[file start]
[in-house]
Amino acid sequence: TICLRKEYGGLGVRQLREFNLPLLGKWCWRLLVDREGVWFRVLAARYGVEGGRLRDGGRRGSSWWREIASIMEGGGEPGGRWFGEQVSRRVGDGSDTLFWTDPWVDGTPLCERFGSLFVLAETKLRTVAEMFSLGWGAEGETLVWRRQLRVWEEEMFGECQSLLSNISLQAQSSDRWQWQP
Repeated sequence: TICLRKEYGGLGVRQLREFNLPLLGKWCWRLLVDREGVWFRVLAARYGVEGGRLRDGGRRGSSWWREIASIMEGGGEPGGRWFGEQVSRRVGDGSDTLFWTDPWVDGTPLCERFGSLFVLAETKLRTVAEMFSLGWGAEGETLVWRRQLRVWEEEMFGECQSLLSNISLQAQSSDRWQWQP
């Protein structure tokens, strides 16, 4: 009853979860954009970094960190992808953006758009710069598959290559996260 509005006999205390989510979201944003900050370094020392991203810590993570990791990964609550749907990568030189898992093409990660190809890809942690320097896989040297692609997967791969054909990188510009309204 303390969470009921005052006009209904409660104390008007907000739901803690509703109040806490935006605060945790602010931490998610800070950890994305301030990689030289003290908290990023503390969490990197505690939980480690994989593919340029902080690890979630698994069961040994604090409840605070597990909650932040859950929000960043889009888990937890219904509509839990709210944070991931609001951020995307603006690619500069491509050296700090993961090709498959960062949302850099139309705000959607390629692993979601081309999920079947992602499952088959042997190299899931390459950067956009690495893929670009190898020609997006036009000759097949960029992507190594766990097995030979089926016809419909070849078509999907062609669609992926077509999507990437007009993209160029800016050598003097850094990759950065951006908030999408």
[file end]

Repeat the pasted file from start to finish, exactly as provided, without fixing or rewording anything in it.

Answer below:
[in-house]
Amino acid sequence: TICLRKEYGGLGVRQLREFNLPLLGKWCWRLLVDREGVWFRVLAARYGVEGGRLRDGGRRGSSWWREIASIMEGGGEPGGRWFGEQVSRRVGDGSDTLFWTDPWVDGTPLCERFGSLFVLAETKLRTVAEMFSLGWGAEGETLVWRRQLRVWEEEMFGECQSLLSNISLQAQSSDRWQWQP
Repeated sequence: TICLRKEYGGLGVRQLREFNLPLLGKWCWRLLVDREGVWFRVLAARYGVEGGRLRDGGRRGSSWWREIASIMEGGGEPGGRWFGEQVSRRVGDGSDTLFWTDPWVDGTPLCERFGSLFVLAETKLRTVAEMFSLGWGAEGETLVWRRQLRVWEEEMFGECQSLLSNISLQAQSSDRWQWQP
């Protein structure tokens, strides 16, 4: 009853979860954009970094960190992808953006758009710069598959290559996260 509005006999205390989510979201944003900050370094020392991203810590993570990791990964609550749907990568030189898992093409990660190809890809942690320097896989040297692609997967791969054909990188510009309204 303390969470009921005052006009209904409660104390008007907000739901803690509703109040806490935006605060945790602010931490998610800070950890994305301030990689030289003290908290990023503390969490990197505690939980480690994989593919340029902080690890979630698994069961040994604090409840605070597990909650932040859950929000960043889009888990937890219904509509839990709210944070991931609001951020995307603006690619500069491509050296700090993961090709498959960062949302850099139309705000959607390629692993979601081309999920079947992602499952088959042997190299899931390459950067956009690495893929670009190898020609997006036009000759097949960029992507190594766990097995030979089926016809419909070849078509999907062609669609992926077509999507990437007009993209160029800016050598003097850094990759950065951006908030999408």